In the central part of the coastal region, its old-world German influence and palm-frond greenery a refreshing surprise in the desert, is the town of Swakopmund – the heart of adventure sport in Namibia and a good place to get a delicious slice of Black Forest cherry torte.
This is where Namibians, who call it Swakop, go on holiday to escape the heat of the interior, to surf and stroll along the promenade, to see the colour green, to eat fresh oysters and good German cake. The cool Atlantic breeze and morning fog bank are a most welcome change for people who live in places where the average summer temperature is 35˚C. For the visitor they will be welcome too, and Swakopmund offers you a chance to brush off the desert dust and integrate with locals, a colourful mix of Ovambo, Herero, Damara as well as German and Afrikaans Namibians. Remnants of Namibia’s colonial past – such as beautiful old buildings and striking Herero women going about their business in their voluminous Victorian dresses – give a surreal quality to this seaside town but a visit to the Swakopmund Museum will soon give you greater understanding these unexpected sights.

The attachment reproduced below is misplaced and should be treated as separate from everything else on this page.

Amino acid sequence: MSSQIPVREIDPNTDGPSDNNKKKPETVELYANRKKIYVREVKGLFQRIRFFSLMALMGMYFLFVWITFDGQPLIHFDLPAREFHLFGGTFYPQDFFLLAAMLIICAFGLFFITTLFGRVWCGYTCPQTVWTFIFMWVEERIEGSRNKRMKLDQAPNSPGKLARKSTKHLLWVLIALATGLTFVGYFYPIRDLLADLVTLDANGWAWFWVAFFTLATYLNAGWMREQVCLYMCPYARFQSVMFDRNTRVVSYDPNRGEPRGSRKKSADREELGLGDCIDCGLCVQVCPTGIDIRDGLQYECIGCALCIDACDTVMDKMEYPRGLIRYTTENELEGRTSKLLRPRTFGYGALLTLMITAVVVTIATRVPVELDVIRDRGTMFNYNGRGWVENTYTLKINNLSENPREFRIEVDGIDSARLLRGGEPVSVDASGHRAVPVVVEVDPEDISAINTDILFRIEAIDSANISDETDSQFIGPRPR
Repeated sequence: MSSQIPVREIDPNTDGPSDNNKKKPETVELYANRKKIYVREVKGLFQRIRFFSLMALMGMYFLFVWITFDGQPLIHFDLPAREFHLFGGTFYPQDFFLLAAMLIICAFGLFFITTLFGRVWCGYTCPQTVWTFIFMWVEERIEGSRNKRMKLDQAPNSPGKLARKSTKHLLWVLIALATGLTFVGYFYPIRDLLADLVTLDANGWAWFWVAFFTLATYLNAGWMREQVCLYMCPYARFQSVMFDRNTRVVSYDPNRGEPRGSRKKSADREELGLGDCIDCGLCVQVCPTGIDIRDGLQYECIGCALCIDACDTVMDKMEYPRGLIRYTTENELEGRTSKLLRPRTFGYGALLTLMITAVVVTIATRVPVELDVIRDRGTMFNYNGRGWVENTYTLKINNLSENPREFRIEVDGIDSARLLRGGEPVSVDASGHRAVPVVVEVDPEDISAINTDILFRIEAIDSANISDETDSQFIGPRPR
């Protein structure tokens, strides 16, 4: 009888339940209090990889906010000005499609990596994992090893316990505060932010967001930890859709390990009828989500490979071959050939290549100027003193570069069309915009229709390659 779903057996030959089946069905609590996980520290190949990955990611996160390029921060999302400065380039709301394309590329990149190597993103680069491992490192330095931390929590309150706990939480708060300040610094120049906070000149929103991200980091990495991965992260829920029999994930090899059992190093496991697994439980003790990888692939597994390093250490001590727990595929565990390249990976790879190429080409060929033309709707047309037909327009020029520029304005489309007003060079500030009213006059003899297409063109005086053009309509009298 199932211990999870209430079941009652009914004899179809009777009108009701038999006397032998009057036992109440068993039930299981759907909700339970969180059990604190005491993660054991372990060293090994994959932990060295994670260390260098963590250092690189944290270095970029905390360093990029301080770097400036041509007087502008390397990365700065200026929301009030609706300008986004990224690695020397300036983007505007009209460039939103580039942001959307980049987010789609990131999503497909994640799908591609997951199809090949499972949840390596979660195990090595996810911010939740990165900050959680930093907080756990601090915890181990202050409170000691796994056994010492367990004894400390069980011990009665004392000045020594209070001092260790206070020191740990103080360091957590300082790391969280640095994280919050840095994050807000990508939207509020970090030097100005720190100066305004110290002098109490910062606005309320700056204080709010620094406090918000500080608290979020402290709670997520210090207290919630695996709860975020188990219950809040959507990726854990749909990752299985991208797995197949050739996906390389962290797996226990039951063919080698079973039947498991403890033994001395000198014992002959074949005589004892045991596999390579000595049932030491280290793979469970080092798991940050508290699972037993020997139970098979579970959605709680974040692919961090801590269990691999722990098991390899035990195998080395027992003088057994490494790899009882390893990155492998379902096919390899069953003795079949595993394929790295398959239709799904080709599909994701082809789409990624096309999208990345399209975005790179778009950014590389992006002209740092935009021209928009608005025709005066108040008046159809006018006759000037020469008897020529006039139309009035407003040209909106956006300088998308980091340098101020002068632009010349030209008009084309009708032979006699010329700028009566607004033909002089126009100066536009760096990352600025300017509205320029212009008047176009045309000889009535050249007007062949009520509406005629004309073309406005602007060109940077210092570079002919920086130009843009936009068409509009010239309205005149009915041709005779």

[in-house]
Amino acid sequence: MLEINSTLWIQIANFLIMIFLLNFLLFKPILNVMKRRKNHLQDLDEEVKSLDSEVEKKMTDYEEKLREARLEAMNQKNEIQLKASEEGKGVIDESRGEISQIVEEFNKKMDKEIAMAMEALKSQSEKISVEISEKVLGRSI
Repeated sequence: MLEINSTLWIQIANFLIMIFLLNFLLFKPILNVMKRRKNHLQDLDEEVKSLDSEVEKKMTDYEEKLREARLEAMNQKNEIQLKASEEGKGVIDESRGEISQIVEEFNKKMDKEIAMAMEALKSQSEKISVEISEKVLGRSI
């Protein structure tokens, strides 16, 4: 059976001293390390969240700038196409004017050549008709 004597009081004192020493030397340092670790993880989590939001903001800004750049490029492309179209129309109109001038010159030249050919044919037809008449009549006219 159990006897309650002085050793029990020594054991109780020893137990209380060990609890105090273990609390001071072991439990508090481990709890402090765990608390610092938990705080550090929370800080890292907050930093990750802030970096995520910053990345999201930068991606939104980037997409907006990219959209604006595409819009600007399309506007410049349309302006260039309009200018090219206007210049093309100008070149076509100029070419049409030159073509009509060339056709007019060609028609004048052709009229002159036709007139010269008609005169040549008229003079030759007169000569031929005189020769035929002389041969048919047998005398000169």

This is also a gathering place for curio sellers from all over Namibia, and an absorbing array of African arts and crafts, expressing the cultural heritage of their makers, can be found here. At Kristall Galerie remarkable examples of the rich mineral and gem wealth of Namibia are on display, including a 1-ton quartz crystal and some fine meteorites. Rainbow-coloured semiprecious stones, exquisitely designed jewellery and cut stones are sold here, and master jewellery makers can be observed at work.
For the adventurous traveller, Swakopmund is the springboard to multiple high-adrenaline activities. Thirty kilometres south of Swakopmund is the port and fishing town of Walvis Bay and in the area around these two towns some of the world’s highest dunes can be found, making dune boarding and dune quad biking top of the list of local adventure sports. In fact, it is possible to be conveyed across the dunes in a variety of ways – on the back of a horse or camel, on fat bike or by 4×4 vehicle. Or you can paraglide, take a light aircraft trip, hot-air balloon ride or sky dive for a bird’s-eye view of the breathtakingly beautiful phenomenon of mountains of sand plunging down to meet ice-blue sea.
Before you head back into the wilds and wonder whether Swakopmund wasn’t just another desert mirage, you can sort out a few practicalities. The town boasts an excellent camera shop as well as many outdoor specialist shops. Top up on good German beer and coffee and German cake at one of Swakop’s quality craft beer breweries or roasteries, assure yourself that the modern world still exists, and then hit the open road for more unspoilt Namibian wilderness.